Rotator Cuff Injury

The shoulder is an incredible joint that allows movement in many different ways. Because of the shoulder, we can scratch our head, reach between our shoulder blades, and touch our back without pivoting anything but the shoulder.  This tremendous motion is possible because the joint lacks large ligament support. For this same reason, however, the shoulder can become unstable and more vulnerable to injury. Much of the shoulder stability comes from the rotator cuff muscles and tendons that attach the muscles to the bones.

Shoulder pain is often an indicator of rotator cuff tendon weakness. Injury to the rotator cuff tendon attachments can cause pain when reaching for things above the shoulder. There may even be referred pain to the back of the shoulder.  Large amounts of swimming or overhead work necessitates raising the arms thousands of times, which can cause wear and tear of the rotator cuff tendons. Years of sleeping on the shoulder causes the rotator cuff tendon to become lax, because this pinches and compresses the rotator cuff muscles, making them weaker.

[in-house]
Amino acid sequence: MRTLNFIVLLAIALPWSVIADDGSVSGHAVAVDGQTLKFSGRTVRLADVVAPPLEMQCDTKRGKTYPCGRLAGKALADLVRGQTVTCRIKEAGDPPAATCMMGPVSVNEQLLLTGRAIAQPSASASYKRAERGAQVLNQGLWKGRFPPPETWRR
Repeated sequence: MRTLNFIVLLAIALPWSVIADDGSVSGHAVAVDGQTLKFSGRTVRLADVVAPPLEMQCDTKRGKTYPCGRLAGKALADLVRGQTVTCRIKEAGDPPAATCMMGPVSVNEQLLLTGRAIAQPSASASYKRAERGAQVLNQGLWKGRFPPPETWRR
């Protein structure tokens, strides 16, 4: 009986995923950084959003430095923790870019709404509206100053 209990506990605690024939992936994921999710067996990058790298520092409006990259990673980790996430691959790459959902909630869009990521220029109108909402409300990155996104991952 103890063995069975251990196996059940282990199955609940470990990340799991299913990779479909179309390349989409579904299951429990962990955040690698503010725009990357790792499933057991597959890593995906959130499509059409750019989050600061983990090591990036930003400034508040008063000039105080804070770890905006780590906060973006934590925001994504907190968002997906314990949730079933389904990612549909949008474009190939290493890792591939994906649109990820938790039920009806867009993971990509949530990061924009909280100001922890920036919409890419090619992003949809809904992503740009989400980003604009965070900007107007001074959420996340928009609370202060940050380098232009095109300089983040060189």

In many cases, therapies such as exercise, chiropractic, and physical therapy, can resolve rotator cuff injuries, like tendonitis. It is common, however, for injuries to linger beyond a couple of months, since the blood supply to the tendons is poor, leaving it with a disadvantaged healing ability. Regenerative treatments directing a renewed blood supply to the area are useful in these cases. Prolotherapy, including Platelet Rich Plasma are options worth considering because they induce the natural healing cascade to repair tendon damage. If rotator cuff weakness is not corrected, shoulder range of motion will decline, especially in people over age 60. Finding therapies that improve joint stability and range of motion can help shoulders stay strong and pain-free.